Guarani Language Day is being celebrated in Paraguay to promote the country's diversity and its roots in the Indigenous people and their territories.
The language was granted constitutional ranking August 25, 1967.
When a new Constitution was drafted in 1992, the nation was declared pluricultural and bilingual, granting Guarani the category of an official language, giving it a legal status on a par with Spanish.
The Law of Languages, approved in 2010, recognized both had an equal footing.
The Guarani language was then introduced into educational programs across the country.
Nationwide events to celebrate its status have been taking place throughout the week and all Paraguayans have been invited to take part to honor their ancestry.
Indigenous Language Day is now in its fourth consecutive year and is organized by the Secretariat of Linguistic Policy in tribute to the the Indigenous people of Paraguay.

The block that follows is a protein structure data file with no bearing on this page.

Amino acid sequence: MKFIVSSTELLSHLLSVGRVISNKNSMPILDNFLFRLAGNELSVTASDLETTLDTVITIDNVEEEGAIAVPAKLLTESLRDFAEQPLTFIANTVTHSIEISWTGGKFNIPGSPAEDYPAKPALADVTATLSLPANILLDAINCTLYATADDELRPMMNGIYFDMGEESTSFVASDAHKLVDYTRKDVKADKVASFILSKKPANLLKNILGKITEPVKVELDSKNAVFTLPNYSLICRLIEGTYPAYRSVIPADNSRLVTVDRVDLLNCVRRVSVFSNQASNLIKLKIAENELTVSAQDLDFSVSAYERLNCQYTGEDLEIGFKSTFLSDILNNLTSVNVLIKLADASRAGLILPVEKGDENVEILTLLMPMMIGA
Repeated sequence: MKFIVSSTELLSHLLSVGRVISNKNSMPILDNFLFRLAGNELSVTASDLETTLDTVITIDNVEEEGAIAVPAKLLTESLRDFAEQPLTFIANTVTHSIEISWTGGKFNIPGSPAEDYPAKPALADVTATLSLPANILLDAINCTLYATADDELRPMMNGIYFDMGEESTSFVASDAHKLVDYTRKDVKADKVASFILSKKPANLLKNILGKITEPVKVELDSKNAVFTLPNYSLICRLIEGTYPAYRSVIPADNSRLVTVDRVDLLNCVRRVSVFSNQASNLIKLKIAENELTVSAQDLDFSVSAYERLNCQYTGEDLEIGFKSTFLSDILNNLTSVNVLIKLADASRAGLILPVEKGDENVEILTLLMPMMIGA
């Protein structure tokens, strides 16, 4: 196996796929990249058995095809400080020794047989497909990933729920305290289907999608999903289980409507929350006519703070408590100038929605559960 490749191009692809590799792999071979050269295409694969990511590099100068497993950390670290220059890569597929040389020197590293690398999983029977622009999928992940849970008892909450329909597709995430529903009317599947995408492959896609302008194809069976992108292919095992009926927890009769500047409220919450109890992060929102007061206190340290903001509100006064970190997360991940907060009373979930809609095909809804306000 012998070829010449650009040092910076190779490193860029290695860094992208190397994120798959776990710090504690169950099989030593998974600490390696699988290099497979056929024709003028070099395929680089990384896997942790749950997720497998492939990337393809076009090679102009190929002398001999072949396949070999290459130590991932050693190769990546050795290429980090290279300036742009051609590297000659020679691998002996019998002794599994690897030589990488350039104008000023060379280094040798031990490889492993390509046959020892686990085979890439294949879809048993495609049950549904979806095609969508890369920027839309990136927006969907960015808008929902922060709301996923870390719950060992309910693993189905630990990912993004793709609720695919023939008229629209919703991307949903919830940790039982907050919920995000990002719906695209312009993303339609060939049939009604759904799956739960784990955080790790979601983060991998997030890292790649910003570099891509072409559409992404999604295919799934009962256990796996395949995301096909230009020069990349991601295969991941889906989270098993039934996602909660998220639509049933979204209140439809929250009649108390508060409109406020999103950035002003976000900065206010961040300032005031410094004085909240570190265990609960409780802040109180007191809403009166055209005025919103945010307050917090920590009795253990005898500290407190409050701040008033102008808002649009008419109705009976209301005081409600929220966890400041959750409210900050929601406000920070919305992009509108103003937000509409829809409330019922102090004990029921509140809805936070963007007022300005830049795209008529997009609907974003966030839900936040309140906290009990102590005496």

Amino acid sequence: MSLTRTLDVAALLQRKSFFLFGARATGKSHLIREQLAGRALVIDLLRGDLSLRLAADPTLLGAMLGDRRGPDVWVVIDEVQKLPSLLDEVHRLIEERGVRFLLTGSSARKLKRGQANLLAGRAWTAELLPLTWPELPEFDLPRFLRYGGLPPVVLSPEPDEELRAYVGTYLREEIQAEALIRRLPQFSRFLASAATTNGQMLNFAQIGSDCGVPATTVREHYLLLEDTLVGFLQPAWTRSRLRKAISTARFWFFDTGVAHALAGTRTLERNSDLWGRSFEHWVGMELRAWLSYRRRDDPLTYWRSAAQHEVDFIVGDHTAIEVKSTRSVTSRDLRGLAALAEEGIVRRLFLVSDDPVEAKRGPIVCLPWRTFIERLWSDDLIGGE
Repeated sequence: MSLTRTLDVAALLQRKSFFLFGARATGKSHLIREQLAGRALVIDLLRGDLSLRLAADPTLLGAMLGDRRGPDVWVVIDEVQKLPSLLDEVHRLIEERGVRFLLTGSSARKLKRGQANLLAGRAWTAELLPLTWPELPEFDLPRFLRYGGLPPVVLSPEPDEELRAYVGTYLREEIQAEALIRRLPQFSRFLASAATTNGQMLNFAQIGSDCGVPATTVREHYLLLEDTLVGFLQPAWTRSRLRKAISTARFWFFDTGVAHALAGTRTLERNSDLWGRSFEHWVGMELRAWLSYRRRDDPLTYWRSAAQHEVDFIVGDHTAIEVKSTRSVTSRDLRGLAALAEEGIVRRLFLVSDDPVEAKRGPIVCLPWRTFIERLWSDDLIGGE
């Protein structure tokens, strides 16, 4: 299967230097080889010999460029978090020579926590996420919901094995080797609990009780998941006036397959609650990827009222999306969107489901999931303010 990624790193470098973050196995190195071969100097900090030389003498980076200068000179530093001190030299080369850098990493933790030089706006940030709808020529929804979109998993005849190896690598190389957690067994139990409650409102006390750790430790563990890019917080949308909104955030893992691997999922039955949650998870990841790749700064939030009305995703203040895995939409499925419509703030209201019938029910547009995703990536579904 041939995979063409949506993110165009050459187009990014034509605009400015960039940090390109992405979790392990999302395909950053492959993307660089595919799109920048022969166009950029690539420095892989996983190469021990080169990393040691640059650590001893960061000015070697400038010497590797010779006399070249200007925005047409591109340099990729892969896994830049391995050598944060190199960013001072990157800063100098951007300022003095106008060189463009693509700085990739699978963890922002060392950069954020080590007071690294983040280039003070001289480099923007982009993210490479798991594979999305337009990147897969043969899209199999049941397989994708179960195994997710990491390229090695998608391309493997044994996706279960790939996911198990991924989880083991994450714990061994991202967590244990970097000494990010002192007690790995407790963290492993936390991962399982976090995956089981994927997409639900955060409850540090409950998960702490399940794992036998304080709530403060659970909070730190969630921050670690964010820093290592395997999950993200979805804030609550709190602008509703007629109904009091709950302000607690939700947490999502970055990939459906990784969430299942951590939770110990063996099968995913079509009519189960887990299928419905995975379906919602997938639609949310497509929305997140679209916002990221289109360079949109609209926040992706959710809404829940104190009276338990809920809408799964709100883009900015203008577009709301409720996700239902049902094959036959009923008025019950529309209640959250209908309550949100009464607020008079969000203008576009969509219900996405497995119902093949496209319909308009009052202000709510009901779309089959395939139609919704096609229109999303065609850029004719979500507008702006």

The program "Rohayhu che ñe'e," which means "I love my language" in Guarani, aims to promote the use of the Guarani language in all areas of social interaction.
Celebrations have also been held this week to mark the Day of Paraguayan folklore.
Traditional customs were highlighted by music, games, stories and food.
Around 90 percent of Paraguay's population is bilingual in Spanish and Guarani, while 57 percent only communicate in the pre-Columbian language, according to the last national census.
It is estimated that both the language and the Guarani society are more than five thousand years old, a theory based on archaeological studies.